Star-Touched Stories by Roshani Chokshi


Title: Star-Touched Stories
Author: Roshani Chokshi
Published August 7th 2018 by St. Martin's Press

Three lush and adventurous stories in the Star-Touched world.

Death and Night

He was Lord of Death, cursed never to love. She was Night incarnate, destined to stay alone. After a chance meeting, they wonder if, perhaps, they could be meant for more. But danger crouches in their paths, and the choices they make will set them on a journey that will span lifetimes.

Poison and Gold

Now that her wish for a choice has come true, Aasha struggles to control her powers. But when an opportunity to help Queen Gauri and King Vikram's new reign presents itself, she is thrown into the path of the fearsome yet enchanting Spy Mistress. To help her friends, Aasha will have to battle her insecurities and perhaps, along the way, find love.

Rose and Sword

There is a tale whispered in the dark of the Empire of Bharat-Jain. A tale of a bride who loses her bridegroom on the eve of her wedding. But is it a tale or a truth?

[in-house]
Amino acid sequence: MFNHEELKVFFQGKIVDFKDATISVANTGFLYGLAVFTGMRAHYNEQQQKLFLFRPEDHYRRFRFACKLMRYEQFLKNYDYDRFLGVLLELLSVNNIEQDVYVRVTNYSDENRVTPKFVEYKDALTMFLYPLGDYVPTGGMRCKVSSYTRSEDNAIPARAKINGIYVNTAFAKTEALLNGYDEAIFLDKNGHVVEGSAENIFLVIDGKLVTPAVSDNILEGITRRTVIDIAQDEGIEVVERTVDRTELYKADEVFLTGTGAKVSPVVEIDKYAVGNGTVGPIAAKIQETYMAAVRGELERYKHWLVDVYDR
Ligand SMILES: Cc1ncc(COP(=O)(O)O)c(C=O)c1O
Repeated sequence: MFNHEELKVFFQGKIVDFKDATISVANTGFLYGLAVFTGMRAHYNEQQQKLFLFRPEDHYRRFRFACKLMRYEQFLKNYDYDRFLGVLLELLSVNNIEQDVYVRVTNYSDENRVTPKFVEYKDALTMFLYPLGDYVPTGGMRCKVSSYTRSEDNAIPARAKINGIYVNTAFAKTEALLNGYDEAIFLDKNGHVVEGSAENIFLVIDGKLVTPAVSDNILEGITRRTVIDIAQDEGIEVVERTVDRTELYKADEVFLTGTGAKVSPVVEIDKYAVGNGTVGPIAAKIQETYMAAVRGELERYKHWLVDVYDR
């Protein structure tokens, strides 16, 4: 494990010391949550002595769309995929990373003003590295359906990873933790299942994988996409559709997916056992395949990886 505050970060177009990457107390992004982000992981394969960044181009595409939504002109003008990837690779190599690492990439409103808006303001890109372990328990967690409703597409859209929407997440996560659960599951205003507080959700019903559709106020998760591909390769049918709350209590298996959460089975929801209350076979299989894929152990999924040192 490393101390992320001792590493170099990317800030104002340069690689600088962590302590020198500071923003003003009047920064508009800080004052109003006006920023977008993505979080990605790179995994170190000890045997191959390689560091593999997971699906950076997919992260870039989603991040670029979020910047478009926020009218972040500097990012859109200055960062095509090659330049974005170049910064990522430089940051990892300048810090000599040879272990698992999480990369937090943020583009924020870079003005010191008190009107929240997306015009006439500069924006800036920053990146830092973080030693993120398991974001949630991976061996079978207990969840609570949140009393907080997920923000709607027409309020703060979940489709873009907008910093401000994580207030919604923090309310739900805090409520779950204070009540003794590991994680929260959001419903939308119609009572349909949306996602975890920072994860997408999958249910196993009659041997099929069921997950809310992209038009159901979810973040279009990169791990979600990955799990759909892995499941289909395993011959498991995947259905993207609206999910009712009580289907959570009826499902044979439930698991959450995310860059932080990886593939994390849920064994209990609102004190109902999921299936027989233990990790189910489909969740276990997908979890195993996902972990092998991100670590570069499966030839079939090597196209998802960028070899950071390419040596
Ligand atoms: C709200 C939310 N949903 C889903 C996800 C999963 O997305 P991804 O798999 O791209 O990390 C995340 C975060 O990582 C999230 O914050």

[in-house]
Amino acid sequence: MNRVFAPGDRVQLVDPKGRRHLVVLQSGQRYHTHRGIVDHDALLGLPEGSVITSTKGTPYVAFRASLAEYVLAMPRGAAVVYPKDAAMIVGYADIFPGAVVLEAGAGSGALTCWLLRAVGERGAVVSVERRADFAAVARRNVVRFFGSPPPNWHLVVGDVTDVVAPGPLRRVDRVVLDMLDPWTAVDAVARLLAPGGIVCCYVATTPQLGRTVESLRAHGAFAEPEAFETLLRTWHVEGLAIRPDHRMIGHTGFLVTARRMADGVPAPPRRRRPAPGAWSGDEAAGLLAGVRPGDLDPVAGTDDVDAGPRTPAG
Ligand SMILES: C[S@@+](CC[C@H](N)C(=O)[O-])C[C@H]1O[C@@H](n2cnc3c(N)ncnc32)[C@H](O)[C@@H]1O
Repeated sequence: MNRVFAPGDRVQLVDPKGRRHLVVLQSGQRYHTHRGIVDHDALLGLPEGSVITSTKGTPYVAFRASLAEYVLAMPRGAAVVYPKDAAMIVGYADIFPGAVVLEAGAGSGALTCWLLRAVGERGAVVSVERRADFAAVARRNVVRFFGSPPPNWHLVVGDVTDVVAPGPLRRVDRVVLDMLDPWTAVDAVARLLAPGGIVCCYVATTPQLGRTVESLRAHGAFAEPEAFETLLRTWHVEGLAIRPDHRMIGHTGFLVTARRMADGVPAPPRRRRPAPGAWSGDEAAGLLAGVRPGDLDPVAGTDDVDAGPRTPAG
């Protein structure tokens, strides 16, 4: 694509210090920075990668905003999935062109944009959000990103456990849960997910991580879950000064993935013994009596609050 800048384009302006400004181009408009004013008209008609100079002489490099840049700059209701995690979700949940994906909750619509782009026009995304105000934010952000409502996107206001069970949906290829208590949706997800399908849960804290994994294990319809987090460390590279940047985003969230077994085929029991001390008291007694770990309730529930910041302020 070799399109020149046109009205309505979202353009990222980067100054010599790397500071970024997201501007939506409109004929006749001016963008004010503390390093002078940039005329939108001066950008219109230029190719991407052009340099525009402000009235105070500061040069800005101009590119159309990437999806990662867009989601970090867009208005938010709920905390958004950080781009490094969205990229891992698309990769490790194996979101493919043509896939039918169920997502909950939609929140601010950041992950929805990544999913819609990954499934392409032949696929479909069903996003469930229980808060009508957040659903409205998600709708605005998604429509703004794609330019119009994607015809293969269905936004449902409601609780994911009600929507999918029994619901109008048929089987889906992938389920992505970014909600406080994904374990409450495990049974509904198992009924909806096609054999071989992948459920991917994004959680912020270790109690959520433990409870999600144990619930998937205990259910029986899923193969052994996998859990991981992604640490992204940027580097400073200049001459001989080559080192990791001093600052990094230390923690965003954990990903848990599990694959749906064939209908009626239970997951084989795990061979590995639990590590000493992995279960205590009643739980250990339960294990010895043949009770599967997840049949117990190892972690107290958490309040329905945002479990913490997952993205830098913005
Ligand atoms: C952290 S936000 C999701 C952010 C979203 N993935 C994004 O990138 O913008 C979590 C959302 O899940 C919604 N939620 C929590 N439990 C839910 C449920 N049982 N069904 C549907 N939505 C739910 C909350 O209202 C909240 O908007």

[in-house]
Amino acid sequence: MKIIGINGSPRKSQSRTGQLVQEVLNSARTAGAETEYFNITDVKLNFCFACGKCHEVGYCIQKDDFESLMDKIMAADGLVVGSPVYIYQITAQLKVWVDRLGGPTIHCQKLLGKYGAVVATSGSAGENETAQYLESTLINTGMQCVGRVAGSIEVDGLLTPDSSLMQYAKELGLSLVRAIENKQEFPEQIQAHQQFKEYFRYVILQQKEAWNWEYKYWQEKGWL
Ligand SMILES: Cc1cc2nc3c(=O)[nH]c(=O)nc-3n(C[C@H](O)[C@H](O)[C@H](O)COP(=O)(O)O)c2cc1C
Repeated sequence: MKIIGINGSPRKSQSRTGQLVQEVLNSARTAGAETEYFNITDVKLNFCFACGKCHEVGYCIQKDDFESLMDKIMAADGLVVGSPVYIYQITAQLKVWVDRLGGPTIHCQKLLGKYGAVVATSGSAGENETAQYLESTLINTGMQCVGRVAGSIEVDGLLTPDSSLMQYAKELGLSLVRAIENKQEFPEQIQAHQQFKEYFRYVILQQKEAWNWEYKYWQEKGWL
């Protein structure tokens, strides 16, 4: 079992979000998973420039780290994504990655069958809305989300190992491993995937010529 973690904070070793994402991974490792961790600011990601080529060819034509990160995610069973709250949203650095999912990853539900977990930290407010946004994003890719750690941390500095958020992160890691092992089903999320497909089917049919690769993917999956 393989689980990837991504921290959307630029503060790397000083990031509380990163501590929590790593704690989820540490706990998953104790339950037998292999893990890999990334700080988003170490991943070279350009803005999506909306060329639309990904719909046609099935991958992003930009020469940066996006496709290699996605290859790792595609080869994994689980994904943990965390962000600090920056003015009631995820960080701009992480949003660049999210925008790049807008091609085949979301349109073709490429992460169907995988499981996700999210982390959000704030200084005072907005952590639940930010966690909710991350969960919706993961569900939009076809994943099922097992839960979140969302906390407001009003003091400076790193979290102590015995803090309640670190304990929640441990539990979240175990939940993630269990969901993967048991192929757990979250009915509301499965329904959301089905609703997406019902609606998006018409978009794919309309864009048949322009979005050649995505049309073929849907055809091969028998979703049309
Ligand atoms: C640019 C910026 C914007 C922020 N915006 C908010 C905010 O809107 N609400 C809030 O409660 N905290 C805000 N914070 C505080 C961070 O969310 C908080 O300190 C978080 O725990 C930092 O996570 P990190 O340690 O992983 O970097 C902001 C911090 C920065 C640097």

Star-Touched Stories is a compilation of three different stories that all take place in the world of The Star-Touched Queen. I always love getting a glimpse of what characters are doing after the book ends. Of course the stories are all beautifully written, which I would expect nothing less from Roshani Chokshi

Death and Night
Ahh this is the story of how the Dharma Raja (Amar) and Night (Maya) met the first time. This is probably my favorite of the three stories. It is so sweet how they come together and of course the chemistry is as perfect as it was in The Star Touched Queen. I love going back to the Night Bazaar and experiencing it again through their eyes. We also get some insight to Dharma Raja past and origin as well. Plus Uloopi and Nritti round things out to make the story interesting.

Poison and Gold